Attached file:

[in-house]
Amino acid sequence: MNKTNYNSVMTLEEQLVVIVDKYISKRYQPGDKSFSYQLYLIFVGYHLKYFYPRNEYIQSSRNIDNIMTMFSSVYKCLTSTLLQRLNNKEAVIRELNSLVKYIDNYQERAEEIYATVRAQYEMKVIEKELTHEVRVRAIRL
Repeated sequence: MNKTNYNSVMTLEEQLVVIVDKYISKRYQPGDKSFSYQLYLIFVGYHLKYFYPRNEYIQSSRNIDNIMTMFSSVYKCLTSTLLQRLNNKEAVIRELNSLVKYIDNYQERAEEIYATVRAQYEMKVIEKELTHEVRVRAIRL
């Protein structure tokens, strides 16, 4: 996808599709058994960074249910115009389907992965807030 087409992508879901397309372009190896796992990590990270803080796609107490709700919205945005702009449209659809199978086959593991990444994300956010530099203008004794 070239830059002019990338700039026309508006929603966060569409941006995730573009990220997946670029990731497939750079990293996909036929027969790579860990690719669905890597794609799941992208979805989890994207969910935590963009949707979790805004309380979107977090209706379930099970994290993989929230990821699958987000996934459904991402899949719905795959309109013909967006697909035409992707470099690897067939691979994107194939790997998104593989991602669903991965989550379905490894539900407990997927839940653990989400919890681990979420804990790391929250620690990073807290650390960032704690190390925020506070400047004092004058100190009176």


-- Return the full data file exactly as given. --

[in-house]
Amino acid sequence: MNKTNYNSVMTLEEQLVVIVDKYISKRYQPGDKSFSYQLYLIFVGYHLKYFYPRNEYIQSSRNIDNIMTMFSSVYKCLTSTLLQRLNNKEAVIRELNSLVKYIDNYQERAEEIYATVRAQYEMKVIEKELTHEVRVRAIRL
Repeated sequence: MNKTNYNSVMTLEEQLVVIVDKYISKRYQPGDKSFSYQLYLIFVGYHLKYFYPRNEYIQSSRNIDNIMTMFSSVYKCLTSTLLQRLNNKEAVIRELNSLVKYIDNYQERAEEIYATVRAQYEMKVIEKELTHEVRVRAIRL
């Protein structure tokens, strides 16, 4: 996808599709058994960074249910115009389907992965807030 087409992508879901397309372009190896796992990590990270803080796609107490709700919205945005702009449209659809199978086959593991990444994300956010530099203008004794 070239830059002019990338700039026309508006929603966060569409941006995730573009990220997946670029990731497939750079990293996909036929027969790579860990690719669905890597794609799941992208979805989890994207969910935590963009949707979790805004309380979107977090209706379930099970994290993989929230990821699958987000996934459904991402899949719905795959309109013909967006697909035409992707470099690897067939691979994107194939790997998104593989991602669903991965989550379905490894539900407990997927839940653990989400919890681990979420804990790391929250620690990073807290650390960032704690190390925020506070400047004092004058100190009176």